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ERIC Number: ED558909
Record Type: Non-Journal
Publication Date: 2013
Pages: 334
Abstractor: As Provided
Reference Count: N/A
ISBN: 978-1-3032-8558-5
Predictors of Change in Stress, Interaction Styles, and Depression in Parents of Toddlers with Autism
Trocchio, Jennie S.
ProQuest LLC, Ph.D. Dissertation, Barry University
The purpose of this study was to identify the predictors of change in parental stress (including parent and child factors), depression, and interaction style in parents of toddlers with Autism Spectrum Disorders (ASD), exposed to two types of early intervention (EI) programs, PLAY and Community Standard (CS). This study utilized secondary data of 128 parents of children with ASD from a controlled, randomized, experimental study conducted by Dr. Richard Solomon and colleagues at Michigan State University. Predictors of parent outcomes were identified, controlling for the confounding effect of type of treatment on the outcomes; whether these predictors differed based on treatment was also investigated. The study was guided by six research questions that utilized multivariate statistical approaches, including multiple regression analysis, multivariate analysis of covariance (MANCOVA), and multivariate analysis of variance (MANOVA). Changes in parent outcomes were calculated using gain scores or the difference between the posttest score and the pretest score. Significant predictors of change in parent stress included child age (R[superscript 2] = 0.048, p = 0.036) and marital status (R[superscript 2] = 0.094, p = 0.034), while the predictors of change in child stress were initial depression (R[superscript 2] = 0.095, p = 0.005) and family size (R[superscript 2] = 0.134, p = 0.046). The interaction between child age and treatment was a significant predictor of change in parent stress, indicating that the older the child the greater the reduction in parent stress, only for parents participating in the PLAY intervention. Significant predictors of change in depression were parent stress (R[superscript 2] = 0.155, p < 0.001), other children with ASD (R[superscript 2] = 0.222, p = 0.005), marital status (R[superscript 2] = 0.266, p = 0.022), and family size (R[superscript 2] = 0.294, p = 0.05), and there was a significant interaction between parent stress and treatment. Significant differences among household income categories were found in parent-child interaction gain scores after controlling for treatment, Wilks' Lambda = 0.834, F (8,208) = 2.469, p = 0.014. There was not a significant interaction between treatment and income, suggesting that those who participated in PLAY significantly improved their interaction styles, regardless of income. [The dissertation citations contained here are published with the permission of ProQuest LLC. Further reproduction is prohibited without permission. Copies of dissertations may be obtained by Telephone (800) 1-800-521-0600. Web page:]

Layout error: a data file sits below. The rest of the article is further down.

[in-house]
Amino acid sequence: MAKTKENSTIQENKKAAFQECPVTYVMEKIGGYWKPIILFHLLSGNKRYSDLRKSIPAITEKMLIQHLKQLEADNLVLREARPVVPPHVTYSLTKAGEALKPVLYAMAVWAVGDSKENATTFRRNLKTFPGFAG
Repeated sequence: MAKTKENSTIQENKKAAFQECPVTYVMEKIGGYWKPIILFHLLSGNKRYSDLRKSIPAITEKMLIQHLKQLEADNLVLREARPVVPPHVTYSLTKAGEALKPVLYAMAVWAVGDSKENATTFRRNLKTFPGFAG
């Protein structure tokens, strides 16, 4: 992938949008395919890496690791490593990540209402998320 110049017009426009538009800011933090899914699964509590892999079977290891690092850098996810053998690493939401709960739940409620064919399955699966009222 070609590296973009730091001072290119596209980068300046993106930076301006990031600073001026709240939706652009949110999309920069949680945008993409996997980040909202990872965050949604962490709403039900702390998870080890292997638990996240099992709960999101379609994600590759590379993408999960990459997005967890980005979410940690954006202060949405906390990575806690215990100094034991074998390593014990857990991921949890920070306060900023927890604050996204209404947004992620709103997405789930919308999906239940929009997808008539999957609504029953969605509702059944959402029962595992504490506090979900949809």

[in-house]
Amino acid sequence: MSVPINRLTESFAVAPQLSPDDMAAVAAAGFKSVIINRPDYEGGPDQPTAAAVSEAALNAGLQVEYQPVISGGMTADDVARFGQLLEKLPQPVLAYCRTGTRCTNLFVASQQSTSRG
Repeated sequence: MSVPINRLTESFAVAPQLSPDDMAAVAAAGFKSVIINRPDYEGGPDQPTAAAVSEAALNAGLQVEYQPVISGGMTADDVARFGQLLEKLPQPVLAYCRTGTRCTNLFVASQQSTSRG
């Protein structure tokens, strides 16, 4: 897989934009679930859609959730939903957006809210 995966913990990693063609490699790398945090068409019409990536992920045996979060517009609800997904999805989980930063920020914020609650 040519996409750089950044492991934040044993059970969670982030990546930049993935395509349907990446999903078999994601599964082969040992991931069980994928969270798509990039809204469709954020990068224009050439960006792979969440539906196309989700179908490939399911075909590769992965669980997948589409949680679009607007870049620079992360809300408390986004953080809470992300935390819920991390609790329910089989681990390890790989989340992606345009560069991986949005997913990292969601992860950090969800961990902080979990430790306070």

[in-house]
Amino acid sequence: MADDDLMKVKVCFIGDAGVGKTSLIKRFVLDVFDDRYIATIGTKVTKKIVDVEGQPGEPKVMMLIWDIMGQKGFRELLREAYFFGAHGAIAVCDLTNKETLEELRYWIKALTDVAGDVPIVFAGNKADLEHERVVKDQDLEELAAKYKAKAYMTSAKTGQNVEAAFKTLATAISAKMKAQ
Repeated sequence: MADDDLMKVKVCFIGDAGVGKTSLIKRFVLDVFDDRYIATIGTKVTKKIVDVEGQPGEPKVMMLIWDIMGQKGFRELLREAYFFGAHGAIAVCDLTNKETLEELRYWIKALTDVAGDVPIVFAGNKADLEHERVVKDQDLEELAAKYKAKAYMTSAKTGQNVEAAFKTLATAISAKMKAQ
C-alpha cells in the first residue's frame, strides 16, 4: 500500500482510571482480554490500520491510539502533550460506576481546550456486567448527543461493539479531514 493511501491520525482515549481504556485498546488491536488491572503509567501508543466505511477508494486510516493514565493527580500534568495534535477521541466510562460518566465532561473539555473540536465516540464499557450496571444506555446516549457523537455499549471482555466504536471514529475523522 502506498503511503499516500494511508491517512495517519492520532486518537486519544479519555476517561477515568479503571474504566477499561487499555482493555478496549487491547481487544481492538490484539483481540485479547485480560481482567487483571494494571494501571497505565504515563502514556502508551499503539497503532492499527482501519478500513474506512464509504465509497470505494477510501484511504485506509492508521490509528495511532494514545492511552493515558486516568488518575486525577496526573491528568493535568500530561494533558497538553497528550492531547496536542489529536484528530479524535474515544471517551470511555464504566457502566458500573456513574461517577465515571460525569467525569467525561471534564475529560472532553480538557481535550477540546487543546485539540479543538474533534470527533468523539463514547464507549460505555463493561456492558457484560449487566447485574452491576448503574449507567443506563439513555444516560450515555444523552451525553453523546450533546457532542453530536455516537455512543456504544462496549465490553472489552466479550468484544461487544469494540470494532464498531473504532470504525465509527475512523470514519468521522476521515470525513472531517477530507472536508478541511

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Publication Type: Dissertations/Theses - Doctoral Dissertations
Education Level: N/A
Audience: N/A
Language: English
Sponsor: N/A
Authoring Institution: N/A
Identifiers - Location: Michigan